Bill Shorten believes Muslim leaders should meet with Scott Morrison to discuss Islamic extremism rather than staging a “stand-off”.
Some leaders invited to a private meeting on Thursday have opted to boycott it, after the prime minister told them they should be doing more on the issue.
“I’ve got a general rule in life that you’re always better talking than having a stand-off. It would be better if the leaders turned up. I don’t think you solve anything by sitting in different rooms,” Mr Shorten told the Nine Network.
“I also have to say though that most of the Muslim community are very law-abiding. What we’re talking about is Islamist ideology. Let’s not tar the whole sub-population with the actions of the crazy few.
“But it would be better if people turned up and spoke. I always think that’s the best way to do it, that’s how you solve the problem, sit around the table.”
The meeting follows a deadly terror attack in central Melbourne.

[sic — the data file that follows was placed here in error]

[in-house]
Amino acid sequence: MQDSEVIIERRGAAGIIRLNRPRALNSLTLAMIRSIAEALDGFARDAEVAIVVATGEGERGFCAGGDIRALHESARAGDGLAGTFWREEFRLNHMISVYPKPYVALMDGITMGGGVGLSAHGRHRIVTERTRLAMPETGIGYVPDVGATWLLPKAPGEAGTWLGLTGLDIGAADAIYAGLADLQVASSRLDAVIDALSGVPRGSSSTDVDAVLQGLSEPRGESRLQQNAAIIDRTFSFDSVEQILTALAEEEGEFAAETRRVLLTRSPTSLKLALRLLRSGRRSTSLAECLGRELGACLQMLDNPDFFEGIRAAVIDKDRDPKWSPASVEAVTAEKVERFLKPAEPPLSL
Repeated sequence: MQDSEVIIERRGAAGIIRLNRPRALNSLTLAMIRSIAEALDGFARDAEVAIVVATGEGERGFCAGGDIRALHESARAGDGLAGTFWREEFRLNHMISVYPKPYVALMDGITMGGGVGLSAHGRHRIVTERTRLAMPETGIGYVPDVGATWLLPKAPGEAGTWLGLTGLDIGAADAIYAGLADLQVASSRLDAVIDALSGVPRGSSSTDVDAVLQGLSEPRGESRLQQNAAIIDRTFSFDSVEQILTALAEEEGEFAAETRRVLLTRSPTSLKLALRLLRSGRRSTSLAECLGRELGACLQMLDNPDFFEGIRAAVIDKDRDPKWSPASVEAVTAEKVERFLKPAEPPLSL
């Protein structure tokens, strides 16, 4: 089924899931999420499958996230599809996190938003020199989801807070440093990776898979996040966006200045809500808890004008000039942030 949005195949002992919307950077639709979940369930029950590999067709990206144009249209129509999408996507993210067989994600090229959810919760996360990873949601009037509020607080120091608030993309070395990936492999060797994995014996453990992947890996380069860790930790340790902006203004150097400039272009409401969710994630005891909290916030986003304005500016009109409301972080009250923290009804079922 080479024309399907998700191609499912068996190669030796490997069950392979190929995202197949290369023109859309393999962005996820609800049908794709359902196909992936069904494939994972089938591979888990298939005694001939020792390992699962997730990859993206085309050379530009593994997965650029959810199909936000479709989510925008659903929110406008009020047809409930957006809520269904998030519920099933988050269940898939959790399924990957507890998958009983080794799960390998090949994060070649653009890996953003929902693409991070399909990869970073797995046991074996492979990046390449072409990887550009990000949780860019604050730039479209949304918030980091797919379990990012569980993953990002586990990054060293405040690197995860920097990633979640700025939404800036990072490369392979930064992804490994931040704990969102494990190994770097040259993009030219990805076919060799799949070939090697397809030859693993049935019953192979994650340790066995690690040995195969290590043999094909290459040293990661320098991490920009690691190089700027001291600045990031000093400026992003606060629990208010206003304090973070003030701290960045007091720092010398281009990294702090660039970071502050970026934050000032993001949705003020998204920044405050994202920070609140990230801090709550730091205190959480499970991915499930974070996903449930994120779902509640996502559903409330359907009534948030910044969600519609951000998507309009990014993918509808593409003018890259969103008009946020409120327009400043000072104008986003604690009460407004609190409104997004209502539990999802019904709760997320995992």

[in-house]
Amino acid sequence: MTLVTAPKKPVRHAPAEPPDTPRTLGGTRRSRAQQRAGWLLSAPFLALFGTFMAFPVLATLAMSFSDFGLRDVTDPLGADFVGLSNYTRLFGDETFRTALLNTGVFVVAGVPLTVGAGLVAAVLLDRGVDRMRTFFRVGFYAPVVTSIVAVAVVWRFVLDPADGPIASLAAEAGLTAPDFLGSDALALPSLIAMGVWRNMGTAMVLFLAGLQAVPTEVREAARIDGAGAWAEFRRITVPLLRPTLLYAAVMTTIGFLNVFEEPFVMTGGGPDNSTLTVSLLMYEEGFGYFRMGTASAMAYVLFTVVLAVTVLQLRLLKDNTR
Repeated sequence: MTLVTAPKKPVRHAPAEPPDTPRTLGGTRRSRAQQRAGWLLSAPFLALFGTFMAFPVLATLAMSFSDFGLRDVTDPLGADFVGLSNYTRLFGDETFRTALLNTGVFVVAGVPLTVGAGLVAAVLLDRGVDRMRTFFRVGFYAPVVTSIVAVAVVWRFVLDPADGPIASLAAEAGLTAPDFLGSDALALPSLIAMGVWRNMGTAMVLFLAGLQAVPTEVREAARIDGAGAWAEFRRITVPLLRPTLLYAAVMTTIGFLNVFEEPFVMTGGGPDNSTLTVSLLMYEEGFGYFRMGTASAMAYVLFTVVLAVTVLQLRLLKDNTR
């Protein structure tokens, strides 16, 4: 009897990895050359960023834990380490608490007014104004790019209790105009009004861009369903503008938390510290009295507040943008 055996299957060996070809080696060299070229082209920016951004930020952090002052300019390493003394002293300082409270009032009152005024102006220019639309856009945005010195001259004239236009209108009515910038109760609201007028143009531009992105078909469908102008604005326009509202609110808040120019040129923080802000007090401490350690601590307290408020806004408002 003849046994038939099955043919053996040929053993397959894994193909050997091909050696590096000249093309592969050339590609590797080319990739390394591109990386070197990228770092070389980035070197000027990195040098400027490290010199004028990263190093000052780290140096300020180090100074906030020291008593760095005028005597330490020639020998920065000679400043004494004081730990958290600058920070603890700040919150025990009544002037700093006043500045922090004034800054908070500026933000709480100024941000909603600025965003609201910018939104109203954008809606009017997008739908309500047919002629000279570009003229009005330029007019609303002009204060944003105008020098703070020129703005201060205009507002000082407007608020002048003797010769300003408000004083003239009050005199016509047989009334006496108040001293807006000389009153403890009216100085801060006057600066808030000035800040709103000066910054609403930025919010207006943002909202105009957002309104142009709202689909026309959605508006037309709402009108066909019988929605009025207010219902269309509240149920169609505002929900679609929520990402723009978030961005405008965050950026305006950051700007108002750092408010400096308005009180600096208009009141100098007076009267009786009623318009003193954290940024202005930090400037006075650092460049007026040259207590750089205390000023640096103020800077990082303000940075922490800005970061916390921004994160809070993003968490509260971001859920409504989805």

A group of leaders, including Grand Mufti IbrahimAbuMohamed, signed a letter on Tuesday night telling Mr Morrison they won’t be attending.
“ManyintheMuslimcommunity… aredeeplyconcernedand disappointed withstatementsmadebysenior government ministersandthe prime minister intherecentpast, whichinferthatthecommunityiscollectivelyculpablefor thecriminalactionsofindividuals andshouldbedoingmoretopreventsuch actsof violence,” the letter said.
Mr Morrison tweeted in response that the meeting would be going ahead, with those who want to seriously deal with the issue “rather than look the other way”.
“Some have chosen to publicly boycott this meeting. Continuing down a path of denial only lets their communities down. It makes their communities less safe and more vulnerable,” he wrote.
Mr Morrison told Islamic leaders they need to do more to combat extremism after a man stabbed another man to death in Melbourne’s Bourke Street on November 11.
Labor MP Jason Clare, whose seat of Blaxland has a significant Muslim population, said the leaders should talk to Mr Morrison.
“If people have decided to boycott it I think that is a mistake. Take the opportunity and tell the prime minister what you think,” Mr Clare told Sky News.
“Nothing beats dialogue. If you have got a difference of opinion then tell the person face to face, but never walk away from an opportunity to talk to the prime minister of about the issues that you have got.”